Saturday, April 14, 2012

Iceberg, Straight Ahead

Herbert George Ponting (1870-1935), 'Grotto in an Iceberg', from the portfolio of Scott's Last Expedition, The British Antarctic Expedition 1910-1913, 5 January 1911. Carbon print transferred from the British Museum. (V&A Photographs Gallery)

On this 100th anniversary of the sinking of the Titanic - the supposed unsinkable ship struck an iceberg before midnight on this day in 1912 - I wanted to share an image of an iceberg from another tragic expedition. It seems, whenever there's ice, tragedy ensues. What is chilling (pun intended?) is the fact that this photograph was taken just a year earlier.

On display in the Victoria & Albert Museum in their Photograph Gallery, the caption reads: Pointing was the official photographer for Captain Scott's tragic final expedition.* He endured sub-zero temperatures to document the beautiful but treacherous and uncharted Antarctic. In his book The Great White South(1921), Ponting recalled discovering this cavern: 'A fringe of long icicles hung at the entrance of the grotto and passing under these I was in the most wonderful place imaginable.'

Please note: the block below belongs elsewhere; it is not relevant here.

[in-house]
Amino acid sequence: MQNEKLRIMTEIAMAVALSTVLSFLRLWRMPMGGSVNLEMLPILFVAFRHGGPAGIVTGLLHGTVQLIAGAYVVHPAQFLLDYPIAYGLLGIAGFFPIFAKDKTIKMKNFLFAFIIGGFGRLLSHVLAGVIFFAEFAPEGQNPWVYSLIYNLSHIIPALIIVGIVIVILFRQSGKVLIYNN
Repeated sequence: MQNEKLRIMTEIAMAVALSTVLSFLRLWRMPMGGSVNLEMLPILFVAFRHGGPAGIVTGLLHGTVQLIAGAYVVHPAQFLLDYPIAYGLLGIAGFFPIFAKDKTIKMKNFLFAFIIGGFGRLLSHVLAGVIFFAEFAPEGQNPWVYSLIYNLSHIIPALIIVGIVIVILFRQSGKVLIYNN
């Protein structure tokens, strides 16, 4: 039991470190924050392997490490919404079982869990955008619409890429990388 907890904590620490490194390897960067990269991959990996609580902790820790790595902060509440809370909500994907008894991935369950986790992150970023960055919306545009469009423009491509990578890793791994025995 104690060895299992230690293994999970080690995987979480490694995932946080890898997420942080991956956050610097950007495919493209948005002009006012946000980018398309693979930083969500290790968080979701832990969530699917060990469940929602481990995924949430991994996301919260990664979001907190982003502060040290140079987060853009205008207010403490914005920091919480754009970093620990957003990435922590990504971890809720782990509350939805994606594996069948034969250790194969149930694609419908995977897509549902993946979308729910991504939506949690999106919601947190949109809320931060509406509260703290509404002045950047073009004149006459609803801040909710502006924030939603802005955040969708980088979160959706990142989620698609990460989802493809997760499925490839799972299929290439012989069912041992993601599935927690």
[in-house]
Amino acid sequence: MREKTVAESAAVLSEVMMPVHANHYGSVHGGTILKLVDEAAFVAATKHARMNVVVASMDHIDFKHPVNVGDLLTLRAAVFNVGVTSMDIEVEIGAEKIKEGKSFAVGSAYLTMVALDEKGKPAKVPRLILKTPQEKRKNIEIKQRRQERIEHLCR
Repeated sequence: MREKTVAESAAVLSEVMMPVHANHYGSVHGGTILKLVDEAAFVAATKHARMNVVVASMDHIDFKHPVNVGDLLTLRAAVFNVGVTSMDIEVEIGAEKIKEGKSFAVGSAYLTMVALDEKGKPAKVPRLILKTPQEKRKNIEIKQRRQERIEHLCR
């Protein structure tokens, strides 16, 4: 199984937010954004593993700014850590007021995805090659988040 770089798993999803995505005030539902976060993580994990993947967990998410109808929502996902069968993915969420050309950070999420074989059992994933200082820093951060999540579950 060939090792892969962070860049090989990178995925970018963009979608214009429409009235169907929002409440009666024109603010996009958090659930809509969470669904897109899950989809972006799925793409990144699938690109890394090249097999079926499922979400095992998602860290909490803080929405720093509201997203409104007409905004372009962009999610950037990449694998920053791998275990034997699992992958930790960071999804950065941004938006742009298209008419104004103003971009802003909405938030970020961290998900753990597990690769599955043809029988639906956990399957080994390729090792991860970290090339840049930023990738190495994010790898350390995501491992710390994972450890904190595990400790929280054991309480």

The image, for me, is both wondrous and foreboding. An incredible natural formation, dominantly removed from civilization, the ship dwarfed in the distance by the frigid cavern.

So you can see the Titanic parallels.

*A journey to the south pole from which none of the explorers returned. Ponting, the photographer, had returned earlier to prepare his photographs and film from cinematograph for Captain Scott.

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